The Tylosaurus was not a dinosaur species, but is known to be the deadliest sea cannibal from western Kansas and North America. The species was one of the largest among mosasaurs who lived in the deep seas and often competed with their predators or their key enemy, the Mosasaurus.

From their name, you might get confused, but they were in the clade Dinosauria, i.e., dinosaur. The University of Kansas has preserved the fossils of these mosasaurs in the Natural History Museum.

How do you pronounce 'Tylosaurus'?

The pronunciation of the word Tylosaurus is very easy and is pronounced as 'Tie-lo-sore-us'. 

What type of prehistoric reptile was a Tylosaurus?

The Tylosaurus was a large and deadly reptile cannibal from the family of Mosasauridae. The Tylosaurus was often considered the most deadly reptile predator in the Early and Late phases of the Cretaceous period ever found on the Earth.

Many paleontologists have worked on the discovery of these marine fossils, including the Tylosaurus skeleton, with Everhart being the presumptive last paleontologist who gave another theory regarding the specimens and fossil remains in 2004. They belong to the class Reptilia and the order Squamata.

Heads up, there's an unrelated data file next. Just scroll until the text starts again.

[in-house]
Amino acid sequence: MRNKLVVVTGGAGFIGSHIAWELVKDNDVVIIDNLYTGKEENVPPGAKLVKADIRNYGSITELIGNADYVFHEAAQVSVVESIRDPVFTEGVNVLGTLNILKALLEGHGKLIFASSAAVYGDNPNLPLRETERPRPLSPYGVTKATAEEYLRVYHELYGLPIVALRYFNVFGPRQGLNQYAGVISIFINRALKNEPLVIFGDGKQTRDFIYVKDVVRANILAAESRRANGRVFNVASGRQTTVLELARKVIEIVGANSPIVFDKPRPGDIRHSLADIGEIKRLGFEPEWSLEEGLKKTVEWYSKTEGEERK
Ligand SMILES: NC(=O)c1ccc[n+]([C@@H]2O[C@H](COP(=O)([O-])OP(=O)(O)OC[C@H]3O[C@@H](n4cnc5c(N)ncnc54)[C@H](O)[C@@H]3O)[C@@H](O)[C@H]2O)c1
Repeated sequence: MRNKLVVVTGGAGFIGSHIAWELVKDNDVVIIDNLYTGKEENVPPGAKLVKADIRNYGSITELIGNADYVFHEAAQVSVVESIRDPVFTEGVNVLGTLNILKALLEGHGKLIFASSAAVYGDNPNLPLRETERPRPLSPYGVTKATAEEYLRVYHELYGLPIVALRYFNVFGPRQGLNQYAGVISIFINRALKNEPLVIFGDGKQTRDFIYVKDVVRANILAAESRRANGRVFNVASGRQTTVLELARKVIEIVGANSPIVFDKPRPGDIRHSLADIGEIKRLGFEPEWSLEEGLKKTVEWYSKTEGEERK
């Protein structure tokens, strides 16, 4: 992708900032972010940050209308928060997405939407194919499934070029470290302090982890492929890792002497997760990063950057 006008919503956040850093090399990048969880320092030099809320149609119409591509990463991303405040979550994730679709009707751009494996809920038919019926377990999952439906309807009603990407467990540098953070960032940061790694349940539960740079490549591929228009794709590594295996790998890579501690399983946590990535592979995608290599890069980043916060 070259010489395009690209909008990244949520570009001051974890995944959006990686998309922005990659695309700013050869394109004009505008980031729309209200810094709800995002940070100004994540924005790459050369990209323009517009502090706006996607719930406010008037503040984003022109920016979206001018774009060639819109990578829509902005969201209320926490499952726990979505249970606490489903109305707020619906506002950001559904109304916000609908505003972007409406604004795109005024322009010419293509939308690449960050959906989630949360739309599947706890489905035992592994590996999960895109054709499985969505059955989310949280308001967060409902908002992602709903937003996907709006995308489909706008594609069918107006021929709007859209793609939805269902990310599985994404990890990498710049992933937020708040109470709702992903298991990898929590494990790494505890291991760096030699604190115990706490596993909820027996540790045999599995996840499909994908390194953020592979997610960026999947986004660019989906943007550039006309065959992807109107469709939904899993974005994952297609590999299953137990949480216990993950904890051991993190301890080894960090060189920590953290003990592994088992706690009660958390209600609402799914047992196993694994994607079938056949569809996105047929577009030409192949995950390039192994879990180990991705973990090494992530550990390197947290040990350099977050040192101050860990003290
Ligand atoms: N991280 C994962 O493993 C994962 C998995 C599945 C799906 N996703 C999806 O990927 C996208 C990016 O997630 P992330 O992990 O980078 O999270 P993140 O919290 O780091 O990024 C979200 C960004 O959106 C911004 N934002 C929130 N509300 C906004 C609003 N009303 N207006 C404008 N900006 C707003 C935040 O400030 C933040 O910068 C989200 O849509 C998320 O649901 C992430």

The type species of the genus include many species, such as T. proriger, T. nepaeolicus, T. bernardi, T. gaudryi, T. ivoensis, T. iembeensis, T. pembinensis, and T. saskatchewanensis.

They had a slim body like a lizard. The Tylosaurus proriger type species was the main species.

In which geological period did the Tylosaurus live?

From the specimens and fossils of the Tylosaurus, it is known that they lived in the Late Cretaceous period, 85 million years ago to 80 million years ago.

When did the Tylosaurus become extinct?

The Tylosaurus could have become extinct by the end of the Late Cretaceous period. However, there is no specific content available regarding when they became extinct. 

Where did the Tylosaurus live?